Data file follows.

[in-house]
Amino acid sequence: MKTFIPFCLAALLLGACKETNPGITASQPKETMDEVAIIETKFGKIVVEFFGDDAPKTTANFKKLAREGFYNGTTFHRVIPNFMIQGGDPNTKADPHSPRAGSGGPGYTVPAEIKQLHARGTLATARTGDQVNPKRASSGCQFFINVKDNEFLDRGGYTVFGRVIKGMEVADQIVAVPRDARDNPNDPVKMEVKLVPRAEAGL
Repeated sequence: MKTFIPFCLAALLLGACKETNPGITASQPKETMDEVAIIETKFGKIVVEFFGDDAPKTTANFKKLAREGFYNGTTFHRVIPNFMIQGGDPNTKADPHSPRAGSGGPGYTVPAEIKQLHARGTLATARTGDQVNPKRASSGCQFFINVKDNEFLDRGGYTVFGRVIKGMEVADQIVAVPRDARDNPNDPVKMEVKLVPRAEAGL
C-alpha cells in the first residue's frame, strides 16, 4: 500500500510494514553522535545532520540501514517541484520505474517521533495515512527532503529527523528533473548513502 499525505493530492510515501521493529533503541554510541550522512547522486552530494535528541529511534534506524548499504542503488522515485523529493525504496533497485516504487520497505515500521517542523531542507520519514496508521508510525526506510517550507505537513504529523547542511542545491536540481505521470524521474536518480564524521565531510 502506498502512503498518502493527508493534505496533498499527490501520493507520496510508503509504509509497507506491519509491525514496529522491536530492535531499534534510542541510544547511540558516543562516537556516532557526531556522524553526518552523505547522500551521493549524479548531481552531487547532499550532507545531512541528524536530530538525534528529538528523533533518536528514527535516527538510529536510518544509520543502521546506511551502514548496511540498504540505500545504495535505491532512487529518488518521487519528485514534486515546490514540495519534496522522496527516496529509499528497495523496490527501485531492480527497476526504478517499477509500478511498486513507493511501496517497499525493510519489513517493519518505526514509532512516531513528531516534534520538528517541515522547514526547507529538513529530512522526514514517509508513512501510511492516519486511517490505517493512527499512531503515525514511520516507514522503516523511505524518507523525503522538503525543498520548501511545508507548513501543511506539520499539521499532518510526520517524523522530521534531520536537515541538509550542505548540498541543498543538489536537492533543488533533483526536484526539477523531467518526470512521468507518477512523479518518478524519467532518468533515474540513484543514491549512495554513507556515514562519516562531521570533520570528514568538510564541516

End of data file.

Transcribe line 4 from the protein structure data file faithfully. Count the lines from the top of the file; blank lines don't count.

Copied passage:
C-alpha cells in the first residue's frame, strides 16, 4: 500500500510494514553522535545532520540501514517541484520505474517521533495515512527532503529527523528533473548513502 499525505493530492510515501521493529533503541554510541550522512547522486552530494535528541529511534534506524548499504542503488522515485523529493525504496533497485516504487520497505515500521517542523531542507520519514496508521508510525526506510517550507505537513504529523547542511542545491536540481505521470524521474536518480564524521565531510 502506498502512503498518502493527508493534505496533498499527490501520493507520496510508503509504509509497507506491519509491525514496529522491536530492535531499534534510542541510544547511540558516543562516537556516532557526531556522524553526518552523505547522500551521493549524479548531481552531487547532499550532507545531512541528524536530530538525534528529538528523533533518536528514527535516527538510529536510518544509520543502521546506511551502514548496511540498504540505500545504495535505491532512487529518488518521487519528485514534486515546490514540495519534496522522496527516496529509499528497495523496490527501485531492480527497476526504478517499477509500478511498486513507493511501496517497499525493510519489513517493519518505526514509532512516531513528531516534534520538528517541515522547514526547507529538513529530512522526514514517509508513512501510511492516519486511517490505517493512527499512531503515525514511520516507514522503516523511505524518507523525503522538503525543498520548501511545508507548513501543511506539520499539521499532518510526520517524523522530521534531520536537515541538509550542505548540498541543498543538489536537492533543488533533483526536484526539477523531467518526470512521468507518477512523479518518478524519467532518468533515474540513484543514491549512495554513507556515514562519516562531521570533520570528514568538510564541516